The SI.We use an index similar to Burn (1997) and Younget al. (2000) to represent the seasonal distribution of low flow occurrence. The index is based on two parameters,andr, which are calculated from the Julian dates of all days of the observation period when discharges are equal or below Q95, by means of circular statistics (Mardia, 1972). The parameter is the mean day of occurrence, measured in radians, and is a measure of the average seasonality of low flows. The parameter takes values between 0 and 2: D0 relates to 1 January,/2 relates to 1 April,relates to 1 July, and 3/2 relates to 1 October. The parameter ris the mean resultant of days of occurrence, which is a dimensionless measure of the variability of low flow seasonality. Possible values ofrrange from zero to unity, withrD1 corresponding to strong seasonality (all low flow events occurred on exactly the same day of the year) and rD0 corresponding to no seasonality (low flow events are uniformly distributed over the year).
For each subcatchment, the days on which discharge was smaller thanQ95were extracted over the period of record and transformed into Julian dates Dj (i.e. the day of the year ranging from 1 to 365 in ordinary years and 1 to 366 in leap years).Dj represents a cyclic variable that can be displayed as a vector on the unit circle. Its directional angle, in radians, is given by
The arithmetic mean of Cartesian coordinatesx andy of a total ofnsingle daysjis defined as xD 1
yD 1 n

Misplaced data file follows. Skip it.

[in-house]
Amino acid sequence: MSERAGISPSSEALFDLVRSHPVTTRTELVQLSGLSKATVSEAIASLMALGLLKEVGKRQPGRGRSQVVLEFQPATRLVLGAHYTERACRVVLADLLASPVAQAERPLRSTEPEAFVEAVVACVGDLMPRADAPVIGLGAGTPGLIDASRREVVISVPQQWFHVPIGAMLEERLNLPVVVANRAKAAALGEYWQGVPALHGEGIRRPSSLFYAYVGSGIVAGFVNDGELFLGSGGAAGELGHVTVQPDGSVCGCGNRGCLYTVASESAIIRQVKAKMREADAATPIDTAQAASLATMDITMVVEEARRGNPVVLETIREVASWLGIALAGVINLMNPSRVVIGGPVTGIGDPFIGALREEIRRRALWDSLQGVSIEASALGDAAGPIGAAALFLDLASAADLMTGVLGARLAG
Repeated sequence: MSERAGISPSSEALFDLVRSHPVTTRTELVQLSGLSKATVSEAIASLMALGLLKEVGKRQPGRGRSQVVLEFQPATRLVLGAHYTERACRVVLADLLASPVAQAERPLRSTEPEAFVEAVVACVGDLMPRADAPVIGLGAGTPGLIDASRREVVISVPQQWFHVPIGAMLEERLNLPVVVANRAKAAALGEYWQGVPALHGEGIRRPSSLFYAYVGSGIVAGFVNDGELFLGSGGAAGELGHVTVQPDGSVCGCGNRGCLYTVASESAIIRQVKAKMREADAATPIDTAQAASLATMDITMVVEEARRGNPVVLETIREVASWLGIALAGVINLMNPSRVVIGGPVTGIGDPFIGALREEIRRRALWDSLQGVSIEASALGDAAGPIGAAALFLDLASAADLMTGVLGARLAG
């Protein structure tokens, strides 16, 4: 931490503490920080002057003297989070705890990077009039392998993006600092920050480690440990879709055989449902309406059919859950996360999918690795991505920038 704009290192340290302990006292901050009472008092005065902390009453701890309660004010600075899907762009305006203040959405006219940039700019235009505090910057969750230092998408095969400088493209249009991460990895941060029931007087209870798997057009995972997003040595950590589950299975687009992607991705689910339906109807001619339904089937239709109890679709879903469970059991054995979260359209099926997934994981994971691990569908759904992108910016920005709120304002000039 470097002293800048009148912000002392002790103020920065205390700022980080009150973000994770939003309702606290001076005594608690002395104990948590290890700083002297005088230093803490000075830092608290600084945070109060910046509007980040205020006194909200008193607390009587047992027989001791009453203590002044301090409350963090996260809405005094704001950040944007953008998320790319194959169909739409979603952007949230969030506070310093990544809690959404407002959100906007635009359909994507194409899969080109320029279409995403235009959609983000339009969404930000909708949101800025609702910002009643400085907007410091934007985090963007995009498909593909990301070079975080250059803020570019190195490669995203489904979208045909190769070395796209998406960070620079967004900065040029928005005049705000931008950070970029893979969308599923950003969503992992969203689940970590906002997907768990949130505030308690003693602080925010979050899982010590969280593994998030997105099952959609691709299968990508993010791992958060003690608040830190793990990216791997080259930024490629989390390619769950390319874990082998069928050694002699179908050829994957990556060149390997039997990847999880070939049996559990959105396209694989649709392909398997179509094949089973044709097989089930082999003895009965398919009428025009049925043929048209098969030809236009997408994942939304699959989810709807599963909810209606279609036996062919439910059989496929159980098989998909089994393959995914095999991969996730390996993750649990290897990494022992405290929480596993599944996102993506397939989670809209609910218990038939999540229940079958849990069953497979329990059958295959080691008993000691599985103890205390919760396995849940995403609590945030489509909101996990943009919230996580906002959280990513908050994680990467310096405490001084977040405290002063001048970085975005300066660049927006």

From this, the directional angle of the mean vector was derived by Darctan
1st and 4th quadrants :x >0 4
C 2nd and 3rd quadrants:x <0
The mean day of occurrence is obtained by back-transforming the mean angle to a Julian date:
The lengthr of the mean vector is a measure of the variability of low flow days:
Seasonality indices for each sub-basin were displayed by a vector map (Figure 4), which gives a synoptical representation of the mean day of occurrence and the intensity of seasonality for a large number of catchments.
The vector map provides a nice overview of the regional patterns of low flow seasonality in Austria.
Seasonality histogram (SH). The SH (Laaha, 2002) allows a more detailed description of the seasonal distribution of low flows than the SI. Again, this description is based on the Julian date of all days when the discharge of a catchment (or the differential discharge of a subcatchment) falls below the thresholdQ95. Histograms based on monthly classes were plotted from these data. Hence, the SH illustrates the occurrence of low flows in each month and provides supplemental information to the SI. In particular, it illustrates which months are affected by low flows and it provides a good representation of the shape of the seasonal distribution, including multimodal and skewed distributions.
1. Jan 1. Apr 1. Jul 1. Oct r =0 r = 1
Figure 4. SI of 325 subcatchments in Austria. Long arrows indicate strong seasonality and their direction represents the mean day of occurrence of specific low flow discharges less thanq95
Delineation of homogeneous regions